Privacy Advisor

NSA Audit Reveals Thousands of Privacy Violations

August 16, 2013

By Jedidiah Bracy, CIPP/US, CIPP/E

The Audit

The fallout from leaks provided by former government contractor Edward Snowden continued late Thursday when an internal audit and other top-secret documents (links to all four documents below) were published by The Washington Post. According to the report, the National Security Agency (NSA) broke privacy rules or overstepped its legal authority thousands of times each year, beginning in 2008. Most violations concerned unauthorized surveillance of U.S. citizens or foreign intelligence targets in the U.S. One document reveals that staff were instructed to alter detailed language to more generic language before supplying reports to the Justice Department and the Office of the Director of National Intelligence. In another case, a typographical error caused the collection of all the calls for area code 202—Washington, DC—instead of country code 20, which is for Egypt.

Government Response

The NSA supplied The Post with a statement about the audit disclosure, stating it attempted to identify problems “at the earliest possible moment, implement mitigation measure wherever possible and drive the numbers down.” With White House permission, a senior NSA official told The Post “We’re a human-run agency operating in a complex environment with a number of different regulatory regimes, so at times we find ourselves on the wrong side of the line.”

Sen. Dianne Feinstein (D-CA), who is chairwoman of the Senate Intelligence Committee and who has defended the NSA’s surveillance programs, said she had not known about the audit and now the committee “can and should do more to independently verify that NSA’s operations are appropriate and its reports of compliance incidents are accurate.”

In a Q&A with Rolling Stone about surveillance and government transparency, Sen. Ron Wyden (D-OR) said, “If we don’t recognize that this is a truly unique moment in America’s constitutional history, our generation’s going to regret it forever.”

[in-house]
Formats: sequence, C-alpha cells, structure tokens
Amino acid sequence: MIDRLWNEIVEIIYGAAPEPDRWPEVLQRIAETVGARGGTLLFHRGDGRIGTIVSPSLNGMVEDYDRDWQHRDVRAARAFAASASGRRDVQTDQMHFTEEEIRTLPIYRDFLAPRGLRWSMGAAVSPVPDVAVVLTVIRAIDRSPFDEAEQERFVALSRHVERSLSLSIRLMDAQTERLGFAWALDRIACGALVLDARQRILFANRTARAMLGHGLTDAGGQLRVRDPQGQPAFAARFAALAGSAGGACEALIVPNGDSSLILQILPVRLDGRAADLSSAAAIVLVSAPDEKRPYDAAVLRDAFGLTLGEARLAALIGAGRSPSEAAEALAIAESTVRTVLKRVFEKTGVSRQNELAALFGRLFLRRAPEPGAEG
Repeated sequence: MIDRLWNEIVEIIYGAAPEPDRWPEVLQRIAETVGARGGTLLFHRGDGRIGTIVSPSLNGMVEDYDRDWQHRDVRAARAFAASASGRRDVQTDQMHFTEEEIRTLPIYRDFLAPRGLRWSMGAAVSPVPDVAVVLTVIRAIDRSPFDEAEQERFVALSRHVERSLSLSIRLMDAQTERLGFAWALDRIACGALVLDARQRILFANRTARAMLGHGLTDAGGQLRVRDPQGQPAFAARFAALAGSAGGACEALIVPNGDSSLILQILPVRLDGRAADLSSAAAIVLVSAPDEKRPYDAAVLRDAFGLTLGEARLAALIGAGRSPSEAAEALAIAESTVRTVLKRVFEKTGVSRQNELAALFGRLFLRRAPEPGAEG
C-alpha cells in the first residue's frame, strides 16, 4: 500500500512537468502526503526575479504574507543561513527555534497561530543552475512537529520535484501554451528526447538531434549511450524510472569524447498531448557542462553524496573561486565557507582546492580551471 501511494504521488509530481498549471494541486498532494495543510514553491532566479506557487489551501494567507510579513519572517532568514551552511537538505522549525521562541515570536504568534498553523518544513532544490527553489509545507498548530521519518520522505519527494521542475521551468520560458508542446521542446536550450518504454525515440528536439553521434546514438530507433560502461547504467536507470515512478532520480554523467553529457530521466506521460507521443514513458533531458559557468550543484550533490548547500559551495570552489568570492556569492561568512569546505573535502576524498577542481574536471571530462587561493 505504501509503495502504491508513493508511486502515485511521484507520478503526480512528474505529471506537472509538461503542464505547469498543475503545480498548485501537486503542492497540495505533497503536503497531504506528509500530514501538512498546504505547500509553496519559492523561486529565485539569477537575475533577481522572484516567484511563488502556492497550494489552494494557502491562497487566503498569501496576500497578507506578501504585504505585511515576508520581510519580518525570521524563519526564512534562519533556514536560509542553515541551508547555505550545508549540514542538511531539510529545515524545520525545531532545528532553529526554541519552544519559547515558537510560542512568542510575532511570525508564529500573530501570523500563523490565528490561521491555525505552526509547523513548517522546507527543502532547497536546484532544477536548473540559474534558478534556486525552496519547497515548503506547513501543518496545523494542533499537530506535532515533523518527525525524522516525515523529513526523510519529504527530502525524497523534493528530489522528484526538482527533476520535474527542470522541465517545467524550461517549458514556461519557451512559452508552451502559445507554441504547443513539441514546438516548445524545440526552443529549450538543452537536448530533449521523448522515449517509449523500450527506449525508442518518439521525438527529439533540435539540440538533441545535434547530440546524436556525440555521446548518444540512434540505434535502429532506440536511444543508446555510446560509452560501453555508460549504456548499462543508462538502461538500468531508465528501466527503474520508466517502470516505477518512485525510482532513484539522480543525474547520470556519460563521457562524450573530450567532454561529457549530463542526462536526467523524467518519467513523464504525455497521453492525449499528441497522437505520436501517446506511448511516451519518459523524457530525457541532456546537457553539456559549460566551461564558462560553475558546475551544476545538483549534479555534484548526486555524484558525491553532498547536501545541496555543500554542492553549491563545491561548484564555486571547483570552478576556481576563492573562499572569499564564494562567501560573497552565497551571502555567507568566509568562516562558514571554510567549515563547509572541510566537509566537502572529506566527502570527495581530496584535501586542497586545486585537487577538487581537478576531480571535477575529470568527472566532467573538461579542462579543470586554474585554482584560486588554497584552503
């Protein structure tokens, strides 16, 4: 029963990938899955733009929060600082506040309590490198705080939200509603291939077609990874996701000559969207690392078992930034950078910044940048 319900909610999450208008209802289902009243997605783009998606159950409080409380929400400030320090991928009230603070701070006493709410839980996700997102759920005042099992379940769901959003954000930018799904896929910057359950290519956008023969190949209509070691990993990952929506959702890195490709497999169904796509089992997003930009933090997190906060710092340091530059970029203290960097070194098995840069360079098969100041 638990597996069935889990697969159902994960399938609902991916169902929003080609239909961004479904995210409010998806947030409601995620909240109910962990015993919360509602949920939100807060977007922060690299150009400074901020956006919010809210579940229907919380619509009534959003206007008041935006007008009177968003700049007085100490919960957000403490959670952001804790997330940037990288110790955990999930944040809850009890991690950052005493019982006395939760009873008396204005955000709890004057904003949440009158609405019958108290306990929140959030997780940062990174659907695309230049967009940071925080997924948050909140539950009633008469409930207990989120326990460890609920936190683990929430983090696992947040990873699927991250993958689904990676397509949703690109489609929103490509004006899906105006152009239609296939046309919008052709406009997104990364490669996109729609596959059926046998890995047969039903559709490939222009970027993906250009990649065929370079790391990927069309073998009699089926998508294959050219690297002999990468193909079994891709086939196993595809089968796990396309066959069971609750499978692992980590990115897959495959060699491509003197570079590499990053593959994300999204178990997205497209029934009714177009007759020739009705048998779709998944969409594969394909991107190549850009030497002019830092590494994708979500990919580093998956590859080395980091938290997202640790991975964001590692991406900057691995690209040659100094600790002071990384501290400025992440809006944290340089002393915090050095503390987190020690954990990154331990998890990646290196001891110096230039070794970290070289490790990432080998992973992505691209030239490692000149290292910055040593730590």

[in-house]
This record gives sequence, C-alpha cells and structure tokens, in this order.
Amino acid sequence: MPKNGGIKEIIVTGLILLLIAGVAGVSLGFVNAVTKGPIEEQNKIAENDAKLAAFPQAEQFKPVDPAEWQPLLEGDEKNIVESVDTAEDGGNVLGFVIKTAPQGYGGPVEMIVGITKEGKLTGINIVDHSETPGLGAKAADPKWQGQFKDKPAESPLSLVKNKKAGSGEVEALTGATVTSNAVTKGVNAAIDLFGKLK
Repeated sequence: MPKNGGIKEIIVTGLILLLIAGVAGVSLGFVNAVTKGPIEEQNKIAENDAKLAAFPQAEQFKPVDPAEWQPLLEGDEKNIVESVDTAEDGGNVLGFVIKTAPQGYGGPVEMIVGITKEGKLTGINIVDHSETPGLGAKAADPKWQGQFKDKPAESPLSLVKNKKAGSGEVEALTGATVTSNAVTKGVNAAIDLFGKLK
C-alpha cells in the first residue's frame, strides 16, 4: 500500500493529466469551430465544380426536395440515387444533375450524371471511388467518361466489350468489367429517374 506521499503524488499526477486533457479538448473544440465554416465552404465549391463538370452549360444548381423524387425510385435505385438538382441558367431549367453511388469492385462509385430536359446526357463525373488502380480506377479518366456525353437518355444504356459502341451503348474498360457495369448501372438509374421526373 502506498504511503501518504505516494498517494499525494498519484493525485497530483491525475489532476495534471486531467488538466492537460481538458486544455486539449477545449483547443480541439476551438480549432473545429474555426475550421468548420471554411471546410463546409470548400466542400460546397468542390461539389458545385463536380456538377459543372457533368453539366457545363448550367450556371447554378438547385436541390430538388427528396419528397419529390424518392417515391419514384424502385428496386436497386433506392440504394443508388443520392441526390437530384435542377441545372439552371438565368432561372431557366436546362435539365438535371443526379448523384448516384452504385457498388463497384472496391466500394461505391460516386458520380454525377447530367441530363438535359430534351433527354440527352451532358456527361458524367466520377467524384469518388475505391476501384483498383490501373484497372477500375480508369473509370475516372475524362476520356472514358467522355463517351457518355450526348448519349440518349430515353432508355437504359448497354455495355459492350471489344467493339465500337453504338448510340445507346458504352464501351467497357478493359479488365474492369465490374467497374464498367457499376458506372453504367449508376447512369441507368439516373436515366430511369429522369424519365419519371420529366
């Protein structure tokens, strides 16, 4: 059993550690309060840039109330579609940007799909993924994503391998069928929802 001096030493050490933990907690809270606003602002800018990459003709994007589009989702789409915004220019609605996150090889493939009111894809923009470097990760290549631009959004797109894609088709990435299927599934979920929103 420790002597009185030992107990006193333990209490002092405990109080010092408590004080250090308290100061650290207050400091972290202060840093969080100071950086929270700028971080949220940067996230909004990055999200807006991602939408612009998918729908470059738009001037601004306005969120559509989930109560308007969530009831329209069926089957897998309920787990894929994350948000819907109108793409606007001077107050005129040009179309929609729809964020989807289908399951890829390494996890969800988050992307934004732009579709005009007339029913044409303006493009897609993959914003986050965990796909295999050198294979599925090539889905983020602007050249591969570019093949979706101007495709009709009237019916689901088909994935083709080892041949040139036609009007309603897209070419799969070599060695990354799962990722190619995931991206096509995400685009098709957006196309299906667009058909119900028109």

President Barack Obama recently called for a new chief privacy officer position within the NSA. The sheer number of violations prompts the question: Would there have been fewer compliance issues if there had been proper staffing?

Mary Ellen Callahan, CIPP/US, former chief privacy officer at the Department of Homeland Security (DHS), told The Privacy Advisor, "Privacy officers need to be involved in the lifecycle of information collection, use and sharing.  As I learned at DHS, privacy people need to be involved in every stage, which is why DHS had senior component privacy officers and my office had an oversight /investigatory function. Hands on accountability is necessary to run a privacy protective program."

FISA Court Judge Speaks; Judicial Oversight Is Limited

In a separate article by The Post, the chief judge of the Foreign Intelligence Surveillance Court (FISC), U.S. District Court Judge Reggie B. Walton, said the ability of the court to oversee the government’s surveillance programs is limited. The court does not have the tools to independently verify the number of times the government violates court rules designed to protect Americans’ privacy, the report states.

Walton said, “The FISC is forced to rely upon the accuracy of the information that is provided to the court…The FISC does not have the capacity to investigate issues of noncompliance, and in that respect, the FISC is in the same position as any other court when it comes to enforcing [government] compliance with its orders.”

Privacy Advocates React

The American Civil Liberties Union issued a press release after the disclosure, noting the compliance violations is “jaw-dropping.” Deputy Legal Director Jameel Jaffer said, “Obviously it’s important to know what precisely these compliance incidents involved, and some are more troubling than others. But at least some of these incidents seem to have implicated the privacy of thousands or millions of innocent people.” The Electronic Frontier Foundation said the report confirmed that two pillars of oversight—the executive and judicial branches—“don’t really exist.”

EU Regulators May Investigate for Possible Violations

Jacob Kohnstamm, who heads the Article 29 Working Party, has sent a letter to EU Justice Commissioner Viviane Reding about possibly probing for violations by the U.S. of the EU’s data protection rules, Bloomberg reports. He said the WP29 “considers it is its duty to also assess independently to what extent the protection provided by EU data protection legislation is at risk and possibly breached.”

Read more by Jedidiah Bracy:
A Roundup of Obama’s Surveillance Changes
Senate Committee Presses NSA; Agencies Willing to Re-evaluate Program
Committee Hears Testimony, Patriot Act Must Change
FTC, Irish DPA Release Mutual Enforcement Agreement